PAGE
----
Everybody, whatever their age or state of health, needs to talk about their wishes towards the end of their life with their friends, family and loved ones. The earlier we talk about it the easier it is emotionally and practically for everyone. Not talking about a person’s wishes towards the end of their lives with friends, family and loved ones can mean that they may not get what they want or die where they want. They might not have expressed their wishes about their care or funeral, or have made a will. They may simply not have said what they wanted to say.

The following are some subjects that family may like to discuss with loved ones:

  • The type of care they would like towards the end of their life,
  • Where they would like to die,
  • Whether they want to be resuscitated or not,
  • Funeral arrangements,
  • Care of dependants,
  • How they can save other lives through organ donation,
  • How they’d like to be remembered,
  • Whether they have any particular worries they would like to discuss about being ill and dying,
  • What they would like people to know before they die.

More information can be found at the English website Dying Matters.

Reference and reading material

  • Dying – A New Zealand Guide for the Journey by Sue Wood and Peter FoxThis book has been written to help anyone who is dying, and their family and carers. What the dying person can expect, what others have found important to do and generally how to respond positively and practically to the challenges of this difficult journey.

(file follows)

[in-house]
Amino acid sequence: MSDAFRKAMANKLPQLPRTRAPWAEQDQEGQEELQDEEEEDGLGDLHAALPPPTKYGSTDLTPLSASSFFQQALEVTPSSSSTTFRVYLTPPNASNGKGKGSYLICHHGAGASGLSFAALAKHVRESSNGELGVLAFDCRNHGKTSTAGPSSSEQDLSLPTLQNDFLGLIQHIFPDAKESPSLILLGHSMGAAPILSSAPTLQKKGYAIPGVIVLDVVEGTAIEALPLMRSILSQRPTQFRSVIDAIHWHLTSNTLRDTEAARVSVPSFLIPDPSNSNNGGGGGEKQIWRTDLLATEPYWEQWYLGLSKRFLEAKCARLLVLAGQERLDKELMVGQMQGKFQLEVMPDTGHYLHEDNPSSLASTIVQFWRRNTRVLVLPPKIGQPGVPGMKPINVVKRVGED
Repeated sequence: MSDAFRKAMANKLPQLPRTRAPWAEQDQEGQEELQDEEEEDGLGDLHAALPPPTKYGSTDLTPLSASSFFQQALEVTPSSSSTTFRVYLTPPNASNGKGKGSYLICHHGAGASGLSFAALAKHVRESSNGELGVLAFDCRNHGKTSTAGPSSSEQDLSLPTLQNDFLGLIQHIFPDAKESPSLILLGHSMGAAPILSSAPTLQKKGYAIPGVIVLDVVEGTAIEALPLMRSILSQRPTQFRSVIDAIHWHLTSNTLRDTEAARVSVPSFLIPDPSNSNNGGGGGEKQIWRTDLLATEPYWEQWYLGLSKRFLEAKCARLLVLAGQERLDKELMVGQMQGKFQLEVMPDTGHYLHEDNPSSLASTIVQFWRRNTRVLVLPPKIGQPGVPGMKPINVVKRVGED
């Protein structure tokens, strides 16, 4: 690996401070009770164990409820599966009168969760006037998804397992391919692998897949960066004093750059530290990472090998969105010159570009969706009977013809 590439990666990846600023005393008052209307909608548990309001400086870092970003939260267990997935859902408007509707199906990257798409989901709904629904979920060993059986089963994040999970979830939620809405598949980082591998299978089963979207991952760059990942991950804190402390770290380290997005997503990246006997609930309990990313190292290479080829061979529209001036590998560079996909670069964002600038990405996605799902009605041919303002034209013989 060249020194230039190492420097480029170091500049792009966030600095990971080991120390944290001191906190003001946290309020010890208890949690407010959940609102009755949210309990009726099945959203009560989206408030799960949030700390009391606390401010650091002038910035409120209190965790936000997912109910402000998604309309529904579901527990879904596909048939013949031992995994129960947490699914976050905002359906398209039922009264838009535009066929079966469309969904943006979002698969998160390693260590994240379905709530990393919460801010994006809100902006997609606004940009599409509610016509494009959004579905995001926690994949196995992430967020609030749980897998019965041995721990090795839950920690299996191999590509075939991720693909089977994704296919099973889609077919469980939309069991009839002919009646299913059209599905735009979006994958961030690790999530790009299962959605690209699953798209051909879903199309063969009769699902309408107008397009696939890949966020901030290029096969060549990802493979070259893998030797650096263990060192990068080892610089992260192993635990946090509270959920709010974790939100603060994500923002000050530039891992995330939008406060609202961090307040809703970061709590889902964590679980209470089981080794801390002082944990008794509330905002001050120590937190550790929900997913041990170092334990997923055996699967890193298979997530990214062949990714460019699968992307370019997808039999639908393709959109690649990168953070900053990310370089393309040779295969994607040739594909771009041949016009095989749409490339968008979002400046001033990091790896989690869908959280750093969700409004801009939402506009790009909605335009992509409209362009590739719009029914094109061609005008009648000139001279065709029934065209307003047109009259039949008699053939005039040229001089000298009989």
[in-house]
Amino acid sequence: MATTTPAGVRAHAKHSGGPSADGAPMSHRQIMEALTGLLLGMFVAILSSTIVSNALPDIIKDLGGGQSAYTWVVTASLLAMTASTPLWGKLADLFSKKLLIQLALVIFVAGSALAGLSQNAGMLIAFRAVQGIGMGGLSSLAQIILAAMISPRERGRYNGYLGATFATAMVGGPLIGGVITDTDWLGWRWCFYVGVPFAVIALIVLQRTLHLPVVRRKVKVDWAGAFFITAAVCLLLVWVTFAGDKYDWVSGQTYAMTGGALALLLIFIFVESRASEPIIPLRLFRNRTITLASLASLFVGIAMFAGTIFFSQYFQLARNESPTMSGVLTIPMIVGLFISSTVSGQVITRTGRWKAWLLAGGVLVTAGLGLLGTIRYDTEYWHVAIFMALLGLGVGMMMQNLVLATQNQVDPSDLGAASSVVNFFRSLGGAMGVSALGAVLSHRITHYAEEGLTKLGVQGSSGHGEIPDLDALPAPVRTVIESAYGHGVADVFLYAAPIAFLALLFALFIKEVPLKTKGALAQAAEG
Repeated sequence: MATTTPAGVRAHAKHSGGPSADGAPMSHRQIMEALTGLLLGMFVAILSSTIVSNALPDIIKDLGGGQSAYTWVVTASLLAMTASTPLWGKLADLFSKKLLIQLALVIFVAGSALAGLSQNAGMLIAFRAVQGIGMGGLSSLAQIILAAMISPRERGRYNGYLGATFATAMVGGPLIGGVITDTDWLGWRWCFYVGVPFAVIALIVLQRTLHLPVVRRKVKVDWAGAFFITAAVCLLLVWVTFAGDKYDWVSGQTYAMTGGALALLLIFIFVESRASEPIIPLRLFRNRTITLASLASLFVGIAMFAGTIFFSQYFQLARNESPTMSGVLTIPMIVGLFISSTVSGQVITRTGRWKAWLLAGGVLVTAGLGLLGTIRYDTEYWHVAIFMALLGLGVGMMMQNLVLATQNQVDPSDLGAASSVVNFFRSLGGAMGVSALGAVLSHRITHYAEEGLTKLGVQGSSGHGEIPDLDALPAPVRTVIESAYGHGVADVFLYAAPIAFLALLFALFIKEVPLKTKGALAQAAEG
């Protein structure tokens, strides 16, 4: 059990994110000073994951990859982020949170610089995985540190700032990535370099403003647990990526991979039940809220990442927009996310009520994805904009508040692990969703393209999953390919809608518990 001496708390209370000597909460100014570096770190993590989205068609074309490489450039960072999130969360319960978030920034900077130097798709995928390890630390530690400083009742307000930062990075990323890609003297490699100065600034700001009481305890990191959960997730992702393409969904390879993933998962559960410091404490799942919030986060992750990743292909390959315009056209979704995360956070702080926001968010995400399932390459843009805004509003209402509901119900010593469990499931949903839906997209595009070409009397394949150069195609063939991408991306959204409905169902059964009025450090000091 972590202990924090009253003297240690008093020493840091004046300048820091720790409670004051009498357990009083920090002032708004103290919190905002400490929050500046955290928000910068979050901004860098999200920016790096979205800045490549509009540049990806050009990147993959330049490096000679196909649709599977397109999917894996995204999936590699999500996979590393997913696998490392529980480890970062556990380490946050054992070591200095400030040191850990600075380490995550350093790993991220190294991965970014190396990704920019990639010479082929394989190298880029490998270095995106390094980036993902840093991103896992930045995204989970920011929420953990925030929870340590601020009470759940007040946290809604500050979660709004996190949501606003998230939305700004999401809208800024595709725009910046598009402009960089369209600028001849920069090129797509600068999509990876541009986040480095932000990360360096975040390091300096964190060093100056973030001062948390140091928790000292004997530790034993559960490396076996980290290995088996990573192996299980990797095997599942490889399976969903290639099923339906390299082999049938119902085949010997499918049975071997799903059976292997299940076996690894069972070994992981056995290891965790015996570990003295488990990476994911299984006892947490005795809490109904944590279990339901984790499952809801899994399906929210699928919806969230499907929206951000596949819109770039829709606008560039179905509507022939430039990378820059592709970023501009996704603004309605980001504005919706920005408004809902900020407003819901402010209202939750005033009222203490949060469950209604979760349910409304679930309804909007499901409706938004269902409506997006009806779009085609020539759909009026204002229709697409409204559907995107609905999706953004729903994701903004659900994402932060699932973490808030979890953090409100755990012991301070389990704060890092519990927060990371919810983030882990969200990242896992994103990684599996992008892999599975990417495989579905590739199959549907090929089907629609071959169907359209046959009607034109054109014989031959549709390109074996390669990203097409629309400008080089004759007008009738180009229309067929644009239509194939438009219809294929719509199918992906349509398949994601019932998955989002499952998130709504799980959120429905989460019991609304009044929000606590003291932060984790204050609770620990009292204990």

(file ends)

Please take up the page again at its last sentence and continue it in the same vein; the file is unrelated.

• A good day to Die by Lisa Birnie A book that tells stories of the dying, their families and friends, and the health professionals who care for all of them. And about how palliative care can give us the freedom and love when we are our most vulnerable.
  • Your Patient With IPF - Presented at New Zealand Respiratory Conference 2017 by Ben Brockway, Consultant and Senior Lecturer in Respiratory Medicine - University of Otago Dunedin of Medicine.
We hope this information is a valuable resource to help navigate some of the uncertainty that IPF brings to people with the disease, as well as their families and friends. We wish you all the best for your journey.

A huge thank you to Ailsa Pitcher, who started the IPF support group after her loving husband Robin passed away from the condition in 2010. Throughout Robin’s time with the condition, Ailsa saw a need for support and information for those living with this condition in New Zealand, and a need for further information and knowledge for health professionals too, which motivated her to set up a website to provide this. Ailsa asked the Foundation to take over her work for her, by providing this information on our website and helping to create awareness about the condition.